newsId: 89643B7A-0922-3369-06B719D64B1BED5F
Title: When AU Comes to Natstown
Author: Gregg Sangillo
Subtitle:
Abstract: American University had a sparkling night at Nationals Park. 
Topic: In the Community
Publication Date: 08/25/2014
Content:

Pregame Hoopla

Baseball is often thought of as an intellectual's game. Historians and literary figures get misty-eyed when talking about the hypnotic power of America's pastime. Statheads devour copies of The Bill James Historical Baseball Abstract in their spare time. So AU Night at Nationals Park is a natural draw for the cerebral and passionate individuals who comprise the American University community. Students, alumni, faculty, and staff turned out in force on Friday, August 22 to watch the hometown Washington Nationals take on the San Francisco Giants.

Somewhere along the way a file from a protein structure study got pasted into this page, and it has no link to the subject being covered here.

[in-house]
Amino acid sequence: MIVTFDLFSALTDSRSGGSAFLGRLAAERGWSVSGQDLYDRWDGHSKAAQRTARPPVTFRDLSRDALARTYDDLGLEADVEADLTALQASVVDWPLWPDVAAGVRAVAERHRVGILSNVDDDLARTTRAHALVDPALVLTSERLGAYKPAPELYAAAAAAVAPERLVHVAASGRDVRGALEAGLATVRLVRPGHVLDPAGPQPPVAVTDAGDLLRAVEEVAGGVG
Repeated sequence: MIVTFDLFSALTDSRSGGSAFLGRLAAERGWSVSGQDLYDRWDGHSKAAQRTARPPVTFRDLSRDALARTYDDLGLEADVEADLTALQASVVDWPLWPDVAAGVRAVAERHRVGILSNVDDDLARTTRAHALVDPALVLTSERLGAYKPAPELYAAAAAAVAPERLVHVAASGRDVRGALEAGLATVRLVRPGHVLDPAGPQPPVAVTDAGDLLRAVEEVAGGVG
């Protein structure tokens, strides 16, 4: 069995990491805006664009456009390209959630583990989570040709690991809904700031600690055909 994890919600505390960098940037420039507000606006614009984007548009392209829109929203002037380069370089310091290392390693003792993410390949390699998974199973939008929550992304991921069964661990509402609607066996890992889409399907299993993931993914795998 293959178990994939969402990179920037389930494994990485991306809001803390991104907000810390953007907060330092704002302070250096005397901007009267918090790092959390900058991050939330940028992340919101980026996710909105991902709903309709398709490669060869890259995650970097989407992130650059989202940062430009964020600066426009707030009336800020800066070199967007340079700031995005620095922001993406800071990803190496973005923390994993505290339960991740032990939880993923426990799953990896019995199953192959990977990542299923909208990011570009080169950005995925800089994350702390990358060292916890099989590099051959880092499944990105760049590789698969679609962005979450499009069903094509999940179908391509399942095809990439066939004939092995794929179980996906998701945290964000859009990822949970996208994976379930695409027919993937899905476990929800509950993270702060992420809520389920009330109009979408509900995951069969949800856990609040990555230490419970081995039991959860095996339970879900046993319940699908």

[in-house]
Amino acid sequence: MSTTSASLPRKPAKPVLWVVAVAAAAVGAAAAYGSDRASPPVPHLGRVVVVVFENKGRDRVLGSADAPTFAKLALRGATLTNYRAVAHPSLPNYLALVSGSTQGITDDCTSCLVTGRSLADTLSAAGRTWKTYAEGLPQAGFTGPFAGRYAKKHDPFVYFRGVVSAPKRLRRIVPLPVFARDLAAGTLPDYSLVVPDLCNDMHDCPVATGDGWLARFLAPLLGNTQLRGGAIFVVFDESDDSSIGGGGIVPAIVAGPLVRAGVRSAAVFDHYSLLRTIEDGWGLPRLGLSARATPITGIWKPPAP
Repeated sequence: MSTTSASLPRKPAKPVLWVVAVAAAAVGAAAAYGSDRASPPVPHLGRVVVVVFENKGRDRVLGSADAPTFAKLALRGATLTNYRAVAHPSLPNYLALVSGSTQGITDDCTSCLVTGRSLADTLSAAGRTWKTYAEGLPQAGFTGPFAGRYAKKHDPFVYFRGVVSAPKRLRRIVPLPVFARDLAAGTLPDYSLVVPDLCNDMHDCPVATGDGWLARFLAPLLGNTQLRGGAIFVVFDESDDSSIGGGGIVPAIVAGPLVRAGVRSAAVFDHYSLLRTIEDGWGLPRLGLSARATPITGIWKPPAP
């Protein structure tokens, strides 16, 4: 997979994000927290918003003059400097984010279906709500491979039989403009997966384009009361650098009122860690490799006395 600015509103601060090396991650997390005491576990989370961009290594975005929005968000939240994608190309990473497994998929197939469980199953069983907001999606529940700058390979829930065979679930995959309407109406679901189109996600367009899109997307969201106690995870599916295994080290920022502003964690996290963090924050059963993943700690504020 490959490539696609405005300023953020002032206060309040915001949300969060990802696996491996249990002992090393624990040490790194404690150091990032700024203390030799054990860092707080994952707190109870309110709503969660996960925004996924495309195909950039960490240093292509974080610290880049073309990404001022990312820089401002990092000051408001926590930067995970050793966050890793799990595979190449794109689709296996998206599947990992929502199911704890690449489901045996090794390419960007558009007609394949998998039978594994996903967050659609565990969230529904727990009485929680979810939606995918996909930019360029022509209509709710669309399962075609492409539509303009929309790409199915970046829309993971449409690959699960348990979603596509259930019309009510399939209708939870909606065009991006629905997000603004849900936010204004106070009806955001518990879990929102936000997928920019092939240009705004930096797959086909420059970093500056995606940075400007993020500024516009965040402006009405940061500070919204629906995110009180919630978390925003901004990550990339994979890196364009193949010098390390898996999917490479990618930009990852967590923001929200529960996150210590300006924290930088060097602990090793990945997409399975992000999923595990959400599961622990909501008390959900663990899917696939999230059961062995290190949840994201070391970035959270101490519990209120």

This is the third season of the successful partnership between AU and the Washington Nationals. The AU WONK campaign is represented in signage on scoreboards throughout the stadium during home games. WONK trivia challenges appear during the season and tap into the expertise of AU faculty. Launched in 2010, the WONK campaign celebrates those same smart, focused, and engaged Eagles in attendance on Friday.

View photos from AU Nats Night 2014

Plenty of AU students were at the game, and close to 400 tickets were set aside at a special discount rate for freshmen. Tickets were offered at three recent Welcome Week functions, and at one event, 180 tickets were sold in just an hour.